The US Congress is getting worried people will use AI to imitate them

True testimony on fake video.
True testimony on fake video.
Image: AP Photo/Jose Luis Magana
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Elected officials in the US Congress are worried that artificial intelligence might be used to generate videos and audio of them saying things that they never actually said. It’s fake news in its highest form.

At a Senate Intelligence Committee hearing yesterday (Sept. 6), Congress members asked Facebook’s chief operating officer Sheryl Sandberg and Twitter CEO Jack Dorsey about how they were preparing to deal with artificially generated video on their respective platforms.

“Americans typically can trust what they see, and suddenly in video they can no longer trust what they see, because the opportunity to be able to create video that’s entirely different than anything in reality has now actually come,” James Lankford, a senator from Oklahoma, said during the hearing.

Politicians face a unique challenge with AI-generated video, sometimes called “deepfakes,” though that term more specifically refers to using AI to stitch one person’s face onto another person’s body, often for pornography. Given that much political discourse, from legislative meetings to hearings like the ones yesterday, is televised in the US, there’s an abundance of video where politicians are sitting down in good lighting, talking clearly into a microphone and facing a camera. It’s a goldmine for anyone trying to replicate them.

The AI technology used to create generated videos is called deep learning—a technique that’s roared into use since 2012, taking massive amounts of data to learn how to complete increasingly complex tasks. In 2012, it was impressive for a researcher’s AI to achieve 85% accuracy recognizing an image—now those same computer scientists are figuring out how to generate video of events that never existed.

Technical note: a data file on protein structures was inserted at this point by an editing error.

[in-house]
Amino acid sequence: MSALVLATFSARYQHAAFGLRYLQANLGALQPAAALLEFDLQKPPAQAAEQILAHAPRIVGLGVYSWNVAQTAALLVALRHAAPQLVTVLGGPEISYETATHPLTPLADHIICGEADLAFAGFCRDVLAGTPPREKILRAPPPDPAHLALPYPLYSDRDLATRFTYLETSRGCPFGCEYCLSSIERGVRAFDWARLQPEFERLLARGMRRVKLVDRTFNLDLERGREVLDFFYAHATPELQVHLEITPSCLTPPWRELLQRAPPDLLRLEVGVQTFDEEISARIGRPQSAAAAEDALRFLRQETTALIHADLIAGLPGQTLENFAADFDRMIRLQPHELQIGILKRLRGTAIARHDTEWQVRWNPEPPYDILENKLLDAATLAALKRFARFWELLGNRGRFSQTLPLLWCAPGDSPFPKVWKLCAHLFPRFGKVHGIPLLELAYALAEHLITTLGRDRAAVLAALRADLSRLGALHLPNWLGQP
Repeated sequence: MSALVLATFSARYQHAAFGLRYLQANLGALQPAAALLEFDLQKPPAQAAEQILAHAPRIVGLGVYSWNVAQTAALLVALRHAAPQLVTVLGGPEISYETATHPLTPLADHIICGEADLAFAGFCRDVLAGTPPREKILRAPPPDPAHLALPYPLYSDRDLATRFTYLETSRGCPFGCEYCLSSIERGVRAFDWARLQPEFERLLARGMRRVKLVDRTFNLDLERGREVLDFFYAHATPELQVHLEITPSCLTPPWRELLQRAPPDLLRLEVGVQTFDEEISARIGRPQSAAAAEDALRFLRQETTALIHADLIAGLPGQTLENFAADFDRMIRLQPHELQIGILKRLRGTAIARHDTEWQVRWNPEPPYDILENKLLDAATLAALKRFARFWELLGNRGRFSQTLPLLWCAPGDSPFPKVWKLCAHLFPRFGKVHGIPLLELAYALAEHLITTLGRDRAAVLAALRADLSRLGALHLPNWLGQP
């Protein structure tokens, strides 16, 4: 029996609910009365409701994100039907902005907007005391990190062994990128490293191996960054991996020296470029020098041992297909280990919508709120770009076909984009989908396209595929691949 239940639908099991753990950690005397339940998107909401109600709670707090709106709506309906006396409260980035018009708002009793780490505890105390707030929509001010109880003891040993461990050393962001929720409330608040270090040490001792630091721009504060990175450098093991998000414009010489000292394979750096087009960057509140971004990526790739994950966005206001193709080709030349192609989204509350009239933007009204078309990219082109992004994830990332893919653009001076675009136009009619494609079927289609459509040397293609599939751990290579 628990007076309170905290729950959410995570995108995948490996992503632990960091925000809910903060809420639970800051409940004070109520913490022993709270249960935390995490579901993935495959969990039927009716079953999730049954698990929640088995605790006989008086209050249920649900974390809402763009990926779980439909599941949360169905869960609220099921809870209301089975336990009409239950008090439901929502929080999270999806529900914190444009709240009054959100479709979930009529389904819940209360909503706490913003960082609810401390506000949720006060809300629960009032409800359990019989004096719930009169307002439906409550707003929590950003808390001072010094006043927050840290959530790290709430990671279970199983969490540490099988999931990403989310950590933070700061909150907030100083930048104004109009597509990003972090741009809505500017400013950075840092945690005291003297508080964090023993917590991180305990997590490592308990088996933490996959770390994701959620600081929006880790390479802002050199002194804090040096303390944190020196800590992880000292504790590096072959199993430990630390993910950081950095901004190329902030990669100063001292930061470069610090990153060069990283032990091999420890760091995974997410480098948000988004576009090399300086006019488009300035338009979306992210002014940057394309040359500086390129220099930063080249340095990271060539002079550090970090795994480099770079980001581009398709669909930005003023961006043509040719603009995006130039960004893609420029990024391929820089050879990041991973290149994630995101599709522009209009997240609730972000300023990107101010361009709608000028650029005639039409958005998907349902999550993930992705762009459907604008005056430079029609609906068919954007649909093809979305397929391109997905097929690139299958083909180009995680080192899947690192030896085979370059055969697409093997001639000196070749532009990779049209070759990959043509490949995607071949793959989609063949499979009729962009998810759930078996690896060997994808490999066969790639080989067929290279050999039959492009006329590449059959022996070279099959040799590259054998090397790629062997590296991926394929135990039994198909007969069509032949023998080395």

As this type of AI learns how to complete its task better as it gets more data, it will be more likely to produce a realistic video of politicians who are always on camera. These systems typically work, as researchers have demonstrated before, by taking an original video of someone speaking and morphing it into the politician.

Since the AI has seen a politician’s face in so many combinations of expressions and orientations, it’s able to predict what their face would look like if they were making the same expression as the person in the original video. By making thousands of these predictions and stitching them into a video, a new video with the face of a politician is generated. Companies like Lyrebird are also working to clone a person’s voice, and the audio needed to train that algorithm can also be taken from videos of politicians.

As far as policing this technology, Facebook and Twitter seem unprepared. Dorsey had nothing to say on the subject, and Sandberg said that Facebook would explore the technology.

“Deepfakes is a new area, and we know people are going to continue to find new [areas of deceptive technology],” Sandberg said. “It’s a combination of investing in technology and investing in people.”

Given Facebook’s struggle to even educate its own moderators to police content on the site, expecting people with little expertise in image authenticity analysis to catch fake video might be a stretch.